Developing contextual responses to the abuse and exploitation of young people


The Global Context: Safeguarding in International schools



In June the Contextual Safeguarding team went global when we delivered training to international schools from across the world in Singapore. The event was UWC South East Asia’s inaugural safeguarding symposium on ‘Keeping children safe in an international school’. The symposium included a range of workshops and keynotes including our own Carlene Firmin presenting on peer-on-peer abuse, Ann Marie Christian on the UN convention on the rights of the child and Joe Sullivan on ‘The myths about sex offenders’.

Over Saturday and Sunday Carlene and I were busy running six workshops on Contextual Safeguarding and peer-on-peer abuse. This was a great opportunity to meet and speak with teachers and education professionals from a range of international schools and working in variety of social and cultural contexts. While many of those attending were based in countries across south-east Asia, lots of the issues that schools discussed with us shared common themes and challenges, some of which were unique to the international school context and many of those rang true with concerns we have seen in our work in schools in the UK. In this blog, I summarise some the keys challenges raised by international schools.

The key message from the weekend was the how far many international schools have come in developing their safeguarding systems and structures in recent years. As they develop this work, they are facing particular challenges such as creating systems and processes adapted to the different social and cultural contexts, working within difficult legal frameworks, engaging parents and some of the unique aspects of different cultural contexts.

Systems and processes

One school noted the need for systems in place that can support staff to record information about students and allow for oversight. Many schools suggested that they did not yet have systems in place to record safeguarding concerns and behavioural incidents. When incidents did occur, many schools stated that some countries did not have a robust statutory social care provision or services that could support them. As such, when issues such as harmful sexual behaviour occurred, schools felt unsure of who to contact, who had specialist knowledge to provide support to the students involved and what the best approach was. Schools talked about how they often had to take on roles beyond that of a teacher, visiting homes and assessing risk, in the absence of social care systems that would support them. Without recording systems in place, several schools noted challenges in how to build a complete picture of what is happening for a child when different people hold information about them – the counsellor, house parent or teacher for example.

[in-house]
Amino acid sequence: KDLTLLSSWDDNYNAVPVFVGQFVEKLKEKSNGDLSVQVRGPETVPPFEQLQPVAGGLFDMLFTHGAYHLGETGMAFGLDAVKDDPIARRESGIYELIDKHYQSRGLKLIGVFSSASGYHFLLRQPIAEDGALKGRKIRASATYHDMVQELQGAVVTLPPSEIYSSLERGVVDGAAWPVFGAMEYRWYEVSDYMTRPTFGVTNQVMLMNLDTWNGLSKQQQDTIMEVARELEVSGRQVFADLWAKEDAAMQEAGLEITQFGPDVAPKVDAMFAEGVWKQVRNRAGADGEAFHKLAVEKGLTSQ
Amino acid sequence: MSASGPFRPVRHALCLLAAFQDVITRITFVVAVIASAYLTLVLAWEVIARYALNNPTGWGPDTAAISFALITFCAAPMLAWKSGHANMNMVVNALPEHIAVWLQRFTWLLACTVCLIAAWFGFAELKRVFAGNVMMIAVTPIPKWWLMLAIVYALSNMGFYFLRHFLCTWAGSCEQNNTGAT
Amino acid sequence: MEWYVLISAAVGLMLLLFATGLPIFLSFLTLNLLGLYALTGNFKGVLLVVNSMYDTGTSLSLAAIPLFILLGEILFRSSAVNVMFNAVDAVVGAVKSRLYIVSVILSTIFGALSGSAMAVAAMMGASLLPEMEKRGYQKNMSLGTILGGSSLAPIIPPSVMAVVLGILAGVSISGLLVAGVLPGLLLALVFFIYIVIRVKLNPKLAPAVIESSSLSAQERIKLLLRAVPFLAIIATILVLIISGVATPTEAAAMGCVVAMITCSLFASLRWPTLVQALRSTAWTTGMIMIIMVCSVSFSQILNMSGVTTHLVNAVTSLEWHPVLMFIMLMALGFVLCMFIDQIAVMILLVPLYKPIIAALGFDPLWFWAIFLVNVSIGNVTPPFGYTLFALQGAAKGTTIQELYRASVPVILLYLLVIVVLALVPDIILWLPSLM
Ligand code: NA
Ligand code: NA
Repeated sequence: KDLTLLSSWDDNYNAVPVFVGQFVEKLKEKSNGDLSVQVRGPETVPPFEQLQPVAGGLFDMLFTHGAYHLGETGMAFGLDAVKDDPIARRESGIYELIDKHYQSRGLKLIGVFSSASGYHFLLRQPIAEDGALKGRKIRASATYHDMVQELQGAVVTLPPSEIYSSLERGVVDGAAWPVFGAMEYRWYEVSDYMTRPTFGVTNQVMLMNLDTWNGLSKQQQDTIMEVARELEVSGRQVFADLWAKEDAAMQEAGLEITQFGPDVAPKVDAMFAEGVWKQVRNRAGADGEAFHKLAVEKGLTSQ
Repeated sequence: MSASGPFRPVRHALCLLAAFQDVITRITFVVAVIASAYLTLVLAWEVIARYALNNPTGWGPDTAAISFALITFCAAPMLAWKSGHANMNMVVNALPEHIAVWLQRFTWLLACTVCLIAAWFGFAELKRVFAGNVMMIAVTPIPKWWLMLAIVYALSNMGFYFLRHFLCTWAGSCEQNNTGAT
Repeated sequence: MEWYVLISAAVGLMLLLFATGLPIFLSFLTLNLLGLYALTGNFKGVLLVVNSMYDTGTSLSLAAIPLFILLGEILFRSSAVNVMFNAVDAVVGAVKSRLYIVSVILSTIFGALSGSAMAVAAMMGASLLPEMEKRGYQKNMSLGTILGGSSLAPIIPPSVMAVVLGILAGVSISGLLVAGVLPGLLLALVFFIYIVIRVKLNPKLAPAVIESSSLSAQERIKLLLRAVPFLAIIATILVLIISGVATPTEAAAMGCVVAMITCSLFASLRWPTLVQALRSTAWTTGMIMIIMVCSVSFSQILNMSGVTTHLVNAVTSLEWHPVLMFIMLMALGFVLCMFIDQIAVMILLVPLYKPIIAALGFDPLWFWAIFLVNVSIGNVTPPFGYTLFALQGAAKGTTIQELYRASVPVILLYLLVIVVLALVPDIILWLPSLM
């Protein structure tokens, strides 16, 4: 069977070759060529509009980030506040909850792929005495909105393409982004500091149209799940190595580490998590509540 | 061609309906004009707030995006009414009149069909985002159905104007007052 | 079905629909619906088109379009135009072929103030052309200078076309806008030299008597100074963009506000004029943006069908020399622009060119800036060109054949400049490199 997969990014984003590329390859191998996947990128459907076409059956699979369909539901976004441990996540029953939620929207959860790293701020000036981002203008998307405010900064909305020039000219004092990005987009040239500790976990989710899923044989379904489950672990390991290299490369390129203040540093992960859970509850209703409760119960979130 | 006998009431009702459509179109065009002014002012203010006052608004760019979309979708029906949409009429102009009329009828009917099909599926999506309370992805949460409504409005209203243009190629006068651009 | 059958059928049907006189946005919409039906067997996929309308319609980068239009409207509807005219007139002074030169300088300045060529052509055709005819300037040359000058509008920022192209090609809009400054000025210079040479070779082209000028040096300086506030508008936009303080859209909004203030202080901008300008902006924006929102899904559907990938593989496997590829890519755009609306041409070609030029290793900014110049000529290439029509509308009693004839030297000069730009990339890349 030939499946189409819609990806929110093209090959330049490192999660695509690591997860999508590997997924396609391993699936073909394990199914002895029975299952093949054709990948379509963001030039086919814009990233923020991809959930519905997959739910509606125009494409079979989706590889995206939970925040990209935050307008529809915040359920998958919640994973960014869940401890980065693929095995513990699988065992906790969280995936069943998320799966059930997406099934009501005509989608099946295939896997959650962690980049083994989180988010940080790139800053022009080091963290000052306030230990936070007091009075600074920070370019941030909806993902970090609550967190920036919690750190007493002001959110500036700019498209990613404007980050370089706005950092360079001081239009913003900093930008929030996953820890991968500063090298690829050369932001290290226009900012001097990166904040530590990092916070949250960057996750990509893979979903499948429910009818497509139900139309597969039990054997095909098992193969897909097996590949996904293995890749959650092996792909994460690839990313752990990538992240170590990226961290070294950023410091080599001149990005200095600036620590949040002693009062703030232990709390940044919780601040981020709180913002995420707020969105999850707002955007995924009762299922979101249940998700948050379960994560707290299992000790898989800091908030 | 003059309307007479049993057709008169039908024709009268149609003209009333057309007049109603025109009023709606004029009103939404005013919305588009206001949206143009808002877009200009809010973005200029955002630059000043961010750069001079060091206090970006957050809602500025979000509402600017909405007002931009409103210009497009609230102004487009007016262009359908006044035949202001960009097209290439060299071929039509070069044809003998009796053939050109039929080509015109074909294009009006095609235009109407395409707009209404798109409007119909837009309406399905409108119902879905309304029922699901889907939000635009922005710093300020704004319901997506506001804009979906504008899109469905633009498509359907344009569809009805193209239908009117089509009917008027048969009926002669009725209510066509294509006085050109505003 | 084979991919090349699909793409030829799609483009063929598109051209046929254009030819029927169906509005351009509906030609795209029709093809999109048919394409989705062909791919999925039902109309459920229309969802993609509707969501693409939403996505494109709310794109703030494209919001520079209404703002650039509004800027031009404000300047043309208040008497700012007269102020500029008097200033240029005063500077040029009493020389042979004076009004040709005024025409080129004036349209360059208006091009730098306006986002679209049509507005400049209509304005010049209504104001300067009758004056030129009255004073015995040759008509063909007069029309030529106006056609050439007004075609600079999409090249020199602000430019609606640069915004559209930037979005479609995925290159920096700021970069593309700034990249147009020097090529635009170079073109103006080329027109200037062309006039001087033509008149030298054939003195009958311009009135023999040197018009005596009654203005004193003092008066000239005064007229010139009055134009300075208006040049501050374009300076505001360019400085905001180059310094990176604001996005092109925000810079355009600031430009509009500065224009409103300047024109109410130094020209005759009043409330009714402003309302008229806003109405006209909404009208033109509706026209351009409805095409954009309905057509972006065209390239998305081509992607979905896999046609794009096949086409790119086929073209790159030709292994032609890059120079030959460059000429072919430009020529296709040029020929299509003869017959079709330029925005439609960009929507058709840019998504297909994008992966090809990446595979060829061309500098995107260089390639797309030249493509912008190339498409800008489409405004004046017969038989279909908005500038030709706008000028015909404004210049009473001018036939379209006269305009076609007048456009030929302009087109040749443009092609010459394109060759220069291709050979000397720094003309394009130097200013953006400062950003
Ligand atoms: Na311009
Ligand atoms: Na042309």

Legal frameworks

An issue raised by all schools was the role of the police and the robustness of the legal frameworks in the countries they operated. While several schools felt the police in the countries they worked in supported them and their young people, many schools discussed concerns about referring incidents to the police. When asked if they would have reservations about contacting the police, some schools stated they would not feel able to contact the police or trust them to manage the case, particularly in relation to incidents of sexual assault between young people, and therefore would manage the incident in-house. Reasons for this included, concerns about corruption within the police, lack of confidence in how the police work with children and particularly young people that may have instigated the harm of others and a lack of clarity in how they would use and share information. In countries where homosexuality is illegal or where there is capital punishment, many staff were concerned as to how the police might respond. In our workshop, we discussed the significance of different laws in countries around the world, particularly the disparity between the age of criminal responsibility and age of sexual consent, and the implications for this in developing consistent practice.

Engaging parents

Schools also raised issues around how to work with parents within the international school context. Guardianship arrangements, where a student lived with a member of their family other than their parents, or a person hired as a guardian to look after them - raised significant challenges. In some circumstances, this made it difficult for the schools to contact the parents when concerns were raised or to ensure there was adequate support for young people in place. Language barriers, parents being away for significant periods of time and young people being left on their own, were issues that affected the schools ability to engage parents, but were also seen to exasperate challenges when managing cases of peer-on-peer abuse. Many school needed support in how to discuss cultural differences with parents, for example the use of physical chastisement, and what to do when schools and parents took a different view.